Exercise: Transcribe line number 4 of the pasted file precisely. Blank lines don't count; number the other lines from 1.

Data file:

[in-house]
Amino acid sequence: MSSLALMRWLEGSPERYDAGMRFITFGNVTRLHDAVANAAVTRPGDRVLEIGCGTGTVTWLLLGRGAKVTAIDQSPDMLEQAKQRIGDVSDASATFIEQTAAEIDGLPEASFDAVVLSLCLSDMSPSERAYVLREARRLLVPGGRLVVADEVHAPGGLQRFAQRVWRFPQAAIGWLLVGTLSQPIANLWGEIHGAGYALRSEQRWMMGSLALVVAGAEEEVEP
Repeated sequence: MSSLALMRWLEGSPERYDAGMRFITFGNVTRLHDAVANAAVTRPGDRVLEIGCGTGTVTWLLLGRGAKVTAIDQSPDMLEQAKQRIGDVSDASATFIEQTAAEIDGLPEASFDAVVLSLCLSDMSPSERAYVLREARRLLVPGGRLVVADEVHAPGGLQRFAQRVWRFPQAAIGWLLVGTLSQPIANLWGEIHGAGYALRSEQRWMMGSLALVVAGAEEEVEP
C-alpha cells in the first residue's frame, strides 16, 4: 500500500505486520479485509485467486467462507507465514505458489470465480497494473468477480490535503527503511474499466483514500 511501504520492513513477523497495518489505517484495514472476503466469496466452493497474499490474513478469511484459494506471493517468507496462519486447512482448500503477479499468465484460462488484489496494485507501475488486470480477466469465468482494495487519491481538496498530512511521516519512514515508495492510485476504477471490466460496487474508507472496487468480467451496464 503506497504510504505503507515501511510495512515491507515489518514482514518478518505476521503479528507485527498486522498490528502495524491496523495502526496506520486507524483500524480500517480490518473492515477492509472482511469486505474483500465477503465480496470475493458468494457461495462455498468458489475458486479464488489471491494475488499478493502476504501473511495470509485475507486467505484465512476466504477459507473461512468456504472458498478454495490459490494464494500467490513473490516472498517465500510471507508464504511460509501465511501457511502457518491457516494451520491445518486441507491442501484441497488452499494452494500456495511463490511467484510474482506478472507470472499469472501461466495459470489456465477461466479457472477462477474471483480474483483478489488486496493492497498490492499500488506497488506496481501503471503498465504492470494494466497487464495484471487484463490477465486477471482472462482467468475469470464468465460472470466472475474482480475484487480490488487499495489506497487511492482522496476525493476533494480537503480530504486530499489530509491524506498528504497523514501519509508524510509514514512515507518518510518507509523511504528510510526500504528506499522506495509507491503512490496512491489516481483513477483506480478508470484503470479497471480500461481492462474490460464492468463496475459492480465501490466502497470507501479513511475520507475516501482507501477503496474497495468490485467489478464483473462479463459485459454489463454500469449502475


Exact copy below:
C-alpha cells in the first residue's frame, strides 16, 4: 500500500505486520479485509485467486467462507507465514505458489470465480497494473468477480490535503527503511474499466483514500 511501504520492513513477523497495518489505517484495514472476503466469496466452493497474499490474513478469511484459494506471493517468507496462519486447512482448500503477479499468465484460462488484489496494485507501475488486470480477466469465468482494495487519491481538496498530512511521516519512514515508495492510485476504477471490466460496487474508507472496487468480467451496464 503506497504510504505503507515501511510495512515491507515489518514482514518478518505476521503479528507485527498486522498490528502495524491496523495502526496506520486507524483500524480500517480490518473492515477492509472482511469486505474483500465477503465480496470475493458468494457461495462455498468458489475458486479464488489471491494475488499478493502476504501473511495470509485475507486467505484465512476466504477459507473461512468456504472458498478454495490459490494464494500467490513473490516472498517465500510471507508464504511460509501465511501457511502457518491457516494451520491445518486441507491442501484441497488452499494452494500456495511463490511467484510474482506478472507470472499469472501461466495459470489456465477461466479457472477462477474471483480474483483478489488486496493492497498490492499500488506497488506496481501503471503498465504492470494494466497487464495484471487484463490477465486477471482472462482467468475469470464468465460472470466472475474482480475484487480490488487499495489506497487511492482522496476525493476533494480537503480530504486530499489530509491524506498528504497523514501519509508524510509514514512515507518518510518507509523511504528510510526500504528506499522506495509507491503512490496512491489516481483513477483506480478508470484503470479497471480500461481492462474490460464492468463496475459492480465501490466502497470507501479513511475520507475516501482507501477503496474497495468490485467489478464483473462479463459485459454489463454500469449502475